The blurb ssmpson that Sampson was given ‘ Aside from a few photographs, almost no primary source material has been reprinted in this book.
It’s all secondary information, told to us through Sampson’s point of view.
For example, there are no speeches. We are told about the speeches, and made to believe that they were important, and yet we are barely given a segment of them to read ourselves. Likewise there are no complete letters, and the longest quote runs for half a page. Next on my list is his autobiography; so, until then Dec 11, Joyce rated it really liked it Shelves: Not likely to read this straight through because of its length, but I’m going to try.
Finished Part 1 before Christmas. January 17, just passed the halfway mark, making progress. Yesterday being Martin Luther King, Jr.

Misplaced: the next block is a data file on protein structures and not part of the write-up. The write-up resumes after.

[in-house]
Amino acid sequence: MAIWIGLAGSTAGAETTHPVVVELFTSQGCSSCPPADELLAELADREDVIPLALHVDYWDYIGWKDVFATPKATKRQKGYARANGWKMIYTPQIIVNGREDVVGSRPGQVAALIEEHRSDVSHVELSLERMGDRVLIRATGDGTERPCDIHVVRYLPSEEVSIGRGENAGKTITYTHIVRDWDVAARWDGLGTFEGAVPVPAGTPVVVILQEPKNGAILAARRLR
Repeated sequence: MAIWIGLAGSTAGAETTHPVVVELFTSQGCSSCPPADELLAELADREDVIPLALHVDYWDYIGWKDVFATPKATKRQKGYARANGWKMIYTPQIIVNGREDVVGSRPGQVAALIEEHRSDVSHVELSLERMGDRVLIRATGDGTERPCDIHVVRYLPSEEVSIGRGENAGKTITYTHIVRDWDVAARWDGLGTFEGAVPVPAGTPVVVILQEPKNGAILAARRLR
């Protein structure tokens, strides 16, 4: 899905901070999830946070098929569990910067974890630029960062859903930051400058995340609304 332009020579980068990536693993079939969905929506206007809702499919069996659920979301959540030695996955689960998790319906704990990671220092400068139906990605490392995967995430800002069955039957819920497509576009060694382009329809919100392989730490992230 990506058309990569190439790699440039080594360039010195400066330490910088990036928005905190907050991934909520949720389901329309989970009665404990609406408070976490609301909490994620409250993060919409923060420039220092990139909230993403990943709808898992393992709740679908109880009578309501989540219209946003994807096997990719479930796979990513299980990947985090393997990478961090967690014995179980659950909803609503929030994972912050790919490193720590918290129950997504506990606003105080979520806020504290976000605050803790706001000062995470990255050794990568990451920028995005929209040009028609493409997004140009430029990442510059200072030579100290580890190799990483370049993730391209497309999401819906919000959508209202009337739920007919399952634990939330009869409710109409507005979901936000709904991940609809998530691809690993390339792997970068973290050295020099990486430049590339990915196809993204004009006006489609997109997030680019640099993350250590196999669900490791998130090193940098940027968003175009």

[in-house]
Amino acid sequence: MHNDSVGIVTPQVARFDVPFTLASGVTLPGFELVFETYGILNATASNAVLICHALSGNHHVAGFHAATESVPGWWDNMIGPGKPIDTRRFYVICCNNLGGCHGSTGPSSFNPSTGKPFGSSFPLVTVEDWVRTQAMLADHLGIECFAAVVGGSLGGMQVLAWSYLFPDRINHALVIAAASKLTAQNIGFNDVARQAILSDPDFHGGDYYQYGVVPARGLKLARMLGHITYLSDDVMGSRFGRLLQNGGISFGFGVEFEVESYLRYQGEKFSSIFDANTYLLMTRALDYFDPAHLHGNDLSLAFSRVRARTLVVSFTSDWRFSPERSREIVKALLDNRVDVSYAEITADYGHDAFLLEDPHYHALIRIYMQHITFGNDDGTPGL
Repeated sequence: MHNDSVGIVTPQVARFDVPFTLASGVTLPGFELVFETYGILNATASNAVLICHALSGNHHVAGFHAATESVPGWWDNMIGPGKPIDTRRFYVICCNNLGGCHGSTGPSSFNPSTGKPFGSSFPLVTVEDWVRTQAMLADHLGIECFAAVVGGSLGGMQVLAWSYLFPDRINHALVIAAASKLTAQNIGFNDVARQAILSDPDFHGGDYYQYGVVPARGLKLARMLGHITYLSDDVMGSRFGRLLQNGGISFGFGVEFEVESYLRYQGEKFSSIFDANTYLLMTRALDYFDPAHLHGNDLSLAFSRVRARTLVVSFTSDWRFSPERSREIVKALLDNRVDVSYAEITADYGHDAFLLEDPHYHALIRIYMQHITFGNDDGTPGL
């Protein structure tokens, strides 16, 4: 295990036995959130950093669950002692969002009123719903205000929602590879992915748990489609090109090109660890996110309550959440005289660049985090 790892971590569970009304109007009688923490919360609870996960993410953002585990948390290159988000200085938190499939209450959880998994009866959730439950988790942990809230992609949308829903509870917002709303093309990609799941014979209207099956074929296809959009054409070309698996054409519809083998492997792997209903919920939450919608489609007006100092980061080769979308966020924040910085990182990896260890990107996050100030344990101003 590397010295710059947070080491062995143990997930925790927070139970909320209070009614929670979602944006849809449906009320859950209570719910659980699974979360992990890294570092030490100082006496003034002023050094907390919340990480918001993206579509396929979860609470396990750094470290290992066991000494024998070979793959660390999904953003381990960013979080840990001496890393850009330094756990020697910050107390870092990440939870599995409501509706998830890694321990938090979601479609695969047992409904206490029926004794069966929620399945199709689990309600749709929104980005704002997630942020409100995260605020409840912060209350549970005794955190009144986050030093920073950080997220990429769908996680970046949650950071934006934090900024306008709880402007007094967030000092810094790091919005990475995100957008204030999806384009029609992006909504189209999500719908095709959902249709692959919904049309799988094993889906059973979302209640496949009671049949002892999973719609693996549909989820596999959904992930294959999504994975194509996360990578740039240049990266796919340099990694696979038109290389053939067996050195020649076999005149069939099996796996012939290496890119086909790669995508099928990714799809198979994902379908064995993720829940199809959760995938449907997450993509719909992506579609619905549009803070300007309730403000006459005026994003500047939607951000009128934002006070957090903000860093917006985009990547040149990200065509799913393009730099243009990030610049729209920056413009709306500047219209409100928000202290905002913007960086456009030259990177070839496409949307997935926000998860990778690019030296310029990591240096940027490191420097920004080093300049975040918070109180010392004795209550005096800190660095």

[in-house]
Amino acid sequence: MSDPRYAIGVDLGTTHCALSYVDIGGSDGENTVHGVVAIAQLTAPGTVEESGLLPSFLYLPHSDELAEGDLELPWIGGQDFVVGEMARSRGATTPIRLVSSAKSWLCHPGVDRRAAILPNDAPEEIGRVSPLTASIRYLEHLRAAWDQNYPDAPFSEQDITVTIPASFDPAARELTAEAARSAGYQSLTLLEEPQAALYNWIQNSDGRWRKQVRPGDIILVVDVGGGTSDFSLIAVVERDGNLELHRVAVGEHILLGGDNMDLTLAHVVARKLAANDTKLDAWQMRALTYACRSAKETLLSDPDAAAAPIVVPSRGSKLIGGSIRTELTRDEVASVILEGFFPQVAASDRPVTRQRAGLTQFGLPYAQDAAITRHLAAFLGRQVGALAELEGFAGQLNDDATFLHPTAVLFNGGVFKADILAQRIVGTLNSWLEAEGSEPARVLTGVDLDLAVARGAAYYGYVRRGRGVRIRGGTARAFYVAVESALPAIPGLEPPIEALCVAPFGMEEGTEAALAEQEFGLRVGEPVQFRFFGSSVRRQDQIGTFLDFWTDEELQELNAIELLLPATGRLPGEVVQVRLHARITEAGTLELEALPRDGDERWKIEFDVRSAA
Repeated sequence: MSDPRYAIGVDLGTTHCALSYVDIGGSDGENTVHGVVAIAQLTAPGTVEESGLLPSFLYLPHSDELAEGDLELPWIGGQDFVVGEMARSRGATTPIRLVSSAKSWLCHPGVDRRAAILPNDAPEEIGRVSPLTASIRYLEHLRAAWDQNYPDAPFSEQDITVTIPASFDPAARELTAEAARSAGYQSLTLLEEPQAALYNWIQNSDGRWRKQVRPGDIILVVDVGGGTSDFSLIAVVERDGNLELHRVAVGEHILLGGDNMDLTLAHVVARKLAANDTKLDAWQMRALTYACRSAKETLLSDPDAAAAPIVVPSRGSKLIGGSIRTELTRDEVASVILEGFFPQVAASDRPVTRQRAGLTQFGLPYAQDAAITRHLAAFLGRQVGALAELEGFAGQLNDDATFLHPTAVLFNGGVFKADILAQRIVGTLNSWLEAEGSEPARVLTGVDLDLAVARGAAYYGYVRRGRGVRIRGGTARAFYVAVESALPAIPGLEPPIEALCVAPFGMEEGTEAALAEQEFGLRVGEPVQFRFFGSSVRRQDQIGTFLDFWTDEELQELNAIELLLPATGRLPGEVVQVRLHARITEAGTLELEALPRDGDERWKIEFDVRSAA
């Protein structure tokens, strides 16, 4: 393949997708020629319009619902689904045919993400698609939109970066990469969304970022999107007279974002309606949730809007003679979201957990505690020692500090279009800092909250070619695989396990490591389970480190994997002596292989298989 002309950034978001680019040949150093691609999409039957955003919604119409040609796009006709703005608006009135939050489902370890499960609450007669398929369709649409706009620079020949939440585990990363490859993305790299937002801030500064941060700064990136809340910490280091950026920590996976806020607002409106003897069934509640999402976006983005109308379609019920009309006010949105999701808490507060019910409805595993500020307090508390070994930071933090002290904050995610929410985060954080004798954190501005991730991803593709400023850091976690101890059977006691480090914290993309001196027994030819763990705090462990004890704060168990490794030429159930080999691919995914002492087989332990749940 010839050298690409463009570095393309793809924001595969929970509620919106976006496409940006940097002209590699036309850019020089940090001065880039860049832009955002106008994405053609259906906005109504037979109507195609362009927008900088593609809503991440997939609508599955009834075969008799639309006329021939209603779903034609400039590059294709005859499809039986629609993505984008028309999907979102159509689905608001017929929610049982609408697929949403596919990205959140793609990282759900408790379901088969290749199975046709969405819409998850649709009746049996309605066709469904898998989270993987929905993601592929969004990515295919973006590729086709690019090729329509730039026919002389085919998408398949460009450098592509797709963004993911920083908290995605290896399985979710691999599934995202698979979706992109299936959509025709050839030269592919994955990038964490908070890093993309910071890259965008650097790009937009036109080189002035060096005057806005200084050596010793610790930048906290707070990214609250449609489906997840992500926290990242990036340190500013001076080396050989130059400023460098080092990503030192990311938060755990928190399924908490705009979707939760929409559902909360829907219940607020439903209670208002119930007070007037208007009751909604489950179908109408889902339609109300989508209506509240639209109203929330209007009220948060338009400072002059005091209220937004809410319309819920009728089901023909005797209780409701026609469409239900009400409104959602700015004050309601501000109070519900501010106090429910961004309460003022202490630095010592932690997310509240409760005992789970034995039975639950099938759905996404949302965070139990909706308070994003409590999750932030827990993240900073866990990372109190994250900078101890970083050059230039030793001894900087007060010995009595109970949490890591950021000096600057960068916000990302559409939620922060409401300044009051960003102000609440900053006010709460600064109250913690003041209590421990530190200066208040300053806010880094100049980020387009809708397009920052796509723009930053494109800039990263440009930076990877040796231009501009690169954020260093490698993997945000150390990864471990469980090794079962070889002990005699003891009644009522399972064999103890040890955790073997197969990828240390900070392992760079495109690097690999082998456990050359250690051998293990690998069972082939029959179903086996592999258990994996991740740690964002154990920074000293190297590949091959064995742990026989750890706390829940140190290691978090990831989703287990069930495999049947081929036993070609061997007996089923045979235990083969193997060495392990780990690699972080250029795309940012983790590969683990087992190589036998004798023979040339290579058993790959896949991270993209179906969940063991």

Day here in America, I read a good portion of Mandela. I read that the political prisoners on Robben Island hated the U. I’m up towhen they have been imprisoned for twelve years or more, with no help from the west.
They felt rather fo Public library copy. They felt rather forgotten. Just over halfway, Mandela is still in prison, incredibly long imprisonment. Effective leadership, effective governing involves patience, a willingness to listen to your opponent sand the ability to talk, wait, talk and wait.
What a sad story.
Mandela: The Authorised Biography
Tje that work, and more work, and not being able to achieve his dreams. Not that he was unsuccessful, he succeeded in establishing, peacefully, a multi-racial government, which is huge. But the dream of equality in living for the black Africans and minority groupsthe messes which the apartheid government left for the ANC to clean up, and who knows how much corruption continued as the two groups worked together, was massive.
Working together with deKlirk would be like having Obama stay on board while Trump is president It’s a hard story. There’s much to consider biogrxphy ideology and the practical workings of government.
Mandela: The Authorised Biography – Wikipedia